People v. Canfield

Annotate this Case
[Crim. No. 17546. Supreme Court of California. November 1, 1974.]

THE PEOPLE, Plaintiff and Respondent, v. CORINTHIANS CANFIELD, Defendant and Appellant

In Bank. (Opinion by McComb, J., with Wright, C. J., Tobriner, Mosk and Burke, JJ., concurring. Separate concurring opinion by Sullivan, J., with Clark, J., concurring.) [12 Cal. 3d 700]

COUNSEL

Leslie C. Nichols, under appointment by the Supreme Court, for Defendant and Appellant.

Richard S. Buckley, Public Defender (Los Angeles), Harold E. Shabo and Martin Stein, Deputy Public Defenders, and Rose Elizabeth Bird as Amici Curiae on behalf of Defendant and Appellant.

Evelle J. Younger, Attorney General, Edward A. Hinz, Jr., and Jack R. Winkler, Chief Assistant Attorneys General, William E. James and Edward P. O'Brien, Assistant Attorneys General, Derald E. Granberg, Thomas P. Dove and Clifford K. Thompson, Jr., Deputy Attorneys General, for Plaintiff and Respondent.

OPINION

McCOMB, J.

Defendant appeals from a judgment (order granting probation) of conviction entered upon a jury verdict finding him guilty of auto theft (Veh. Code, § 10851).

Facts: On the afternoon of October 6, 1971, Joan Petroni parked and locked her 1967 green Buick automobile in front of her home in San Jose and took the keys into the house. The following morning the Buick was gone.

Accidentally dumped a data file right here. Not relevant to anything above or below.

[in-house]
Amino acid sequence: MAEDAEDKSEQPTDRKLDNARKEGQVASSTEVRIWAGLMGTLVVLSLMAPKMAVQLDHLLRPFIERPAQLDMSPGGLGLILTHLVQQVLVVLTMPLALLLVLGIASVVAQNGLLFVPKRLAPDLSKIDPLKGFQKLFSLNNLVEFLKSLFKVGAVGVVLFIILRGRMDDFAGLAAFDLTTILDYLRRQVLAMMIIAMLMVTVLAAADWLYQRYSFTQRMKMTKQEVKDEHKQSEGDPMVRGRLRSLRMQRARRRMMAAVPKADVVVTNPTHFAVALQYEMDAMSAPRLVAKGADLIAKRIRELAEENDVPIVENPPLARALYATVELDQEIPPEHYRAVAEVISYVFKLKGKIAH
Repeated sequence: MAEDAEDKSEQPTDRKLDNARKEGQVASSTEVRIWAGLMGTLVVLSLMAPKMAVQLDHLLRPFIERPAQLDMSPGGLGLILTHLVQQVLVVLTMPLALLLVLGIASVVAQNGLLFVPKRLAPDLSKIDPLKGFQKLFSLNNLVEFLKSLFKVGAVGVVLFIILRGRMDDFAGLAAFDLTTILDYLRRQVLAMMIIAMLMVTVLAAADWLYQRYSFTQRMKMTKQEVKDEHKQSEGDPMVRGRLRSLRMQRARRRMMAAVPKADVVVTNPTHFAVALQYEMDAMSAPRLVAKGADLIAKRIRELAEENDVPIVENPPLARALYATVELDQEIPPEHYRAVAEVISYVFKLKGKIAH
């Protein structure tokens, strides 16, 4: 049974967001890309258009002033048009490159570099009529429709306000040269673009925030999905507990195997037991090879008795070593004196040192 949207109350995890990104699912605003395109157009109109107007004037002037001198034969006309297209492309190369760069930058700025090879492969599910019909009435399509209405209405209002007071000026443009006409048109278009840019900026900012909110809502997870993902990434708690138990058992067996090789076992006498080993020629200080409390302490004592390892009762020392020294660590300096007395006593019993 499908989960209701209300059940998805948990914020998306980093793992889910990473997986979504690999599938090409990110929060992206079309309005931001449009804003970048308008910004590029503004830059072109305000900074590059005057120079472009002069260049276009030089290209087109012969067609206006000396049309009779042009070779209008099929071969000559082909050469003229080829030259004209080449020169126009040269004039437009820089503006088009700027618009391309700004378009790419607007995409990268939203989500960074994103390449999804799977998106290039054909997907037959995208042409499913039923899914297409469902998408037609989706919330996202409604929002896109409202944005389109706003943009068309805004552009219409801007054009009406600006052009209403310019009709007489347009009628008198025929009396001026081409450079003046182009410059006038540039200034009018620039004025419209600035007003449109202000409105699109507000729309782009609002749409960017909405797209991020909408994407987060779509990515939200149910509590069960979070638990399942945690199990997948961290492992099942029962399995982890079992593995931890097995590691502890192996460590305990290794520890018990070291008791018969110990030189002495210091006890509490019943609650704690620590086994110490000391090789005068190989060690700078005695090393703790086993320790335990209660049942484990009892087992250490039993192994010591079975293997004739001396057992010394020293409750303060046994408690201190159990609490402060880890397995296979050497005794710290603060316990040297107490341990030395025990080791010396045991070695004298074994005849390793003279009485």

Officer Robert Arnold, of the California Highway Patrol, testified that early on the morning of October 7, 1971, he observed two automobiles apparently racing each other at speeds of approximately 100 miles an hour. One of them was a green Buick. The officer immediately gave chase, activating his rear amber and front red lights. After he had followed the cars for about eight miles, both of them pulled off the roadway onto the dirt shoulder. The officer got out of his vehicle and started toward the green Buick. The driver of that car looked directly at the officer and then sped away. The officer ran back to his car at once and again gave chase. After traveling another mile and a half, at speeds of up to 115 miles an hour, the Buick turned onto a side road and eventually spun out of control and into the Delta Mendota Canal. Miraculously, the driver (defendant) was uninjured. [12 Cal. 3d 702]

The Buick was the one which belonged to Ms. Petroni. Following its removal from the canal, Officer Arnold examined it and, after observing that there was no key in the ignition, discovered that it had been hot-wired.

Defendant testified that he had purchased the Buick around 3 a.m. on October 7, 1971, for $1,300 in cash from one Levicks at Mickey's Blue Room, a bar in East Palo Alto. He said that he had brought a little over $500 with him to the bar around 1 p.m. on October 6, 1971; that he gambled there and had about $1,900 at the time he bought the car; and that later, after buying the car, he left $600 with his girl friend at her home and retained only $10 in his pocket. He said that he then set out for Fresno, where he had formerly lived.

According to Officer Arnold's testimony, defendant told him shortly after his arrest that he had seen in the San Jose Mercury on October 6, 1971, an advertisement of the car for sale and that he later purchased it from a man named "Levitts" at Mickey's Blue Room. At his trial, defendant admitted that that was what he had told the officer; but he said that it was not true, explaining he had thought he would be released from jail sooner if he lied than if he told the truth.